Reynolds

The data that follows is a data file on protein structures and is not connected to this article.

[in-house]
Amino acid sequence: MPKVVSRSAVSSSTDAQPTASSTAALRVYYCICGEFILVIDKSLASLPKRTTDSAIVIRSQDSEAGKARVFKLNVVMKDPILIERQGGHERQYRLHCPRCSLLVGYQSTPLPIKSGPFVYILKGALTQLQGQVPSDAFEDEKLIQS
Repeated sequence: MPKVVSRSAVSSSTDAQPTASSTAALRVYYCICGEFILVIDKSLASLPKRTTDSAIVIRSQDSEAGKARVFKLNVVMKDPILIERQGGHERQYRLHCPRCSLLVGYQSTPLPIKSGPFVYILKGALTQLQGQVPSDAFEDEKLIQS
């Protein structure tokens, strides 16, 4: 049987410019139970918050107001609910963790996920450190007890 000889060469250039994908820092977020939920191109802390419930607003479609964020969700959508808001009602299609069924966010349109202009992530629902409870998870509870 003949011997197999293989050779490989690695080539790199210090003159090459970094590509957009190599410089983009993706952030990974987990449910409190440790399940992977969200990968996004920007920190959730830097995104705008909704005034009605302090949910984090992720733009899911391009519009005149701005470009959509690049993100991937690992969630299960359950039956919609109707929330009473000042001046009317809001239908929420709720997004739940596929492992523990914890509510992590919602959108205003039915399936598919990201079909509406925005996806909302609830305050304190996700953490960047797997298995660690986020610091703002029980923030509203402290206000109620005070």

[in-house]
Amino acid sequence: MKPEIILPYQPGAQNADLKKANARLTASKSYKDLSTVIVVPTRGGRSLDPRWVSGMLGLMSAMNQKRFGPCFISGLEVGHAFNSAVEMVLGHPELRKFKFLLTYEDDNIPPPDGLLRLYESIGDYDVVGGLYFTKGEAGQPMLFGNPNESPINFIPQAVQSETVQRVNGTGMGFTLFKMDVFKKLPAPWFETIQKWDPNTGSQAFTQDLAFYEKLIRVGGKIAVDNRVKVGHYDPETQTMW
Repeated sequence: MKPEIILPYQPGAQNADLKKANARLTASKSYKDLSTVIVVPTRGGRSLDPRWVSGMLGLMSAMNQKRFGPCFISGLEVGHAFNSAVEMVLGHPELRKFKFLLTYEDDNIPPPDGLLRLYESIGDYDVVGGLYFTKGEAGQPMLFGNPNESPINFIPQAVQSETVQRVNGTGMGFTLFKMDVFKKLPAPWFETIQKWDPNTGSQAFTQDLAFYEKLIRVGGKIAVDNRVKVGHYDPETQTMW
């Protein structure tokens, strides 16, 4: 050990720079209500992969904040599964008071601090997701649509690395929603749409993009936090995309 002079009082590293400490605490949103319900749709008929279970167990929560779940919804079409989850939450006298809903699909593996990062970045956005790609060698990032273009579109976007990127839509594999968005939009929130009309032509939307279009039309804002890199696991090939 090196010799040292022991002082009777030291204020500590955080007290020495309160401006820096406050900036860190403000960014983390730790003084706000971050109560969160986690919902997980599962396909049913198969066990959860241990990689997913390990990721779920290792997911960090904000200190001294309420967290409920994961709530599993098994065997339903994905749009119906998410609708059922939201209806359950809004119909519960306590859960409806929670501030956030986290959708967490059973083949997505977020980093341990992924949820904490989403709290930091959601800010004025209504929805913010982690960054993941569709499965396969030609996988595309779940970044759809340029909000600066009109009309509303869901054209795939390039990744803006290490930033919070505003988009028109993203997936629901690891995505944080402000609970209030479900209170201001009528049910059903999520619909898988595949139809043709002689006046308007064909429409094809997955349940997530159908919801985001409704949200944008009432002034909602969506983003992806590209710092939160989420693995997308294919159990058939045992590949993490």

Although Reynolds is also an English name of Norman origin, almost all of the Irish Reynolds are derived from the Gaelic name MacRaghnaill which means "Son of Ragnall", a form of Fandal or Reginald. The name is most commonly anglicized as Reynolds, but it also occurs as Mac-Rannal and Grannell. The MacRaghnaill or Reynolds family were a prominent clan in the southern half of County Leitrim where they held the territory of Moylish, which included their castles at Lough Scur and Rinn. The old archives record their ancient rivalry with the neighboring O'Rourkes. The Reynolds ghosts were no doubt pleased that when Ireland's former Taoiseach Albert Reynolds chose his new cabinet, and one of the ministers who lost their positions was one Mary O'Rourke! The Reynolds clan were strong supporters of James II in his campaign against William of Orange. Lieutenant Morgan Reynolds, Captain Edward Reynolds, and Ensign Turlough Reynolds were members of the Jacobite army. These nationalist Reynolds would no doubt have had strong words to say to their notorious kinsman Thomas Reynolds (1771-1836). Although he was a member of the rebel United Irishmen, and the brother-in-law of their leader Wolfe Tone, he became an informer and gave the British the vital information which allowed the entire Leinster leadership of the movement to be arrested and thus effectively put an end of the 1798 rebellion as it was planned. Among the interesting Irish Reynolds are George Nugent Reynolds (1770-1802), who was born in Leitrim and became a famous songwriter and poet. He also wrote a short musical Bantry Bay, which was performed in Covent Garden, London. James Emerson Reynolds (1844-1920) was a Dublin medical doctor who abandoned a medical career to devote himself to chemistry, and achieved great distinction as a researcher and educationalist in that discipline. Because there is also a family of Reynolds of English extraction, it is often difficult to tell the origin of the American Reynolds. However, among those whose Irish ancestry is well established are John Reynolds (1778-1865) who was born in Pennsylvania of Irish parents, but moved as a child to Illinois. He set up a law practice and embarked on a career as a politician. He effected this by what the Dictionary of National Biography describes (in a rare moment of levity) as "courting the farmers with his Irish Blarney." He was elected Governor of Illinois in 1830. Among other things in his interesting career he wrote many books including My Own Times (1855) and Pioneer History of Illinois (1852). John Fulton Reynolds (1820-1863), whose grandfather was from Ireland, was a distinguished career soldier who was awarded honors for gallantry at the Battles of Buena Vista and even before the Civil War began. In that war he fought in many of the main engagements. He was killed by a sharpshooter at Gettysburg, where he commanded the left flank of the Union army. William Reynolds (1815-1879), a brother of the above John, opted for a naval career. Among his exploits was a trip to the South Seas with Wilkes, during which he was the first to discover the Antarctic peak that now bears his name. Retiring from the navy due to ill health, he returned during the Civil War, and commanded the Naval Depot in Port Royal, North Carolina for its duration.

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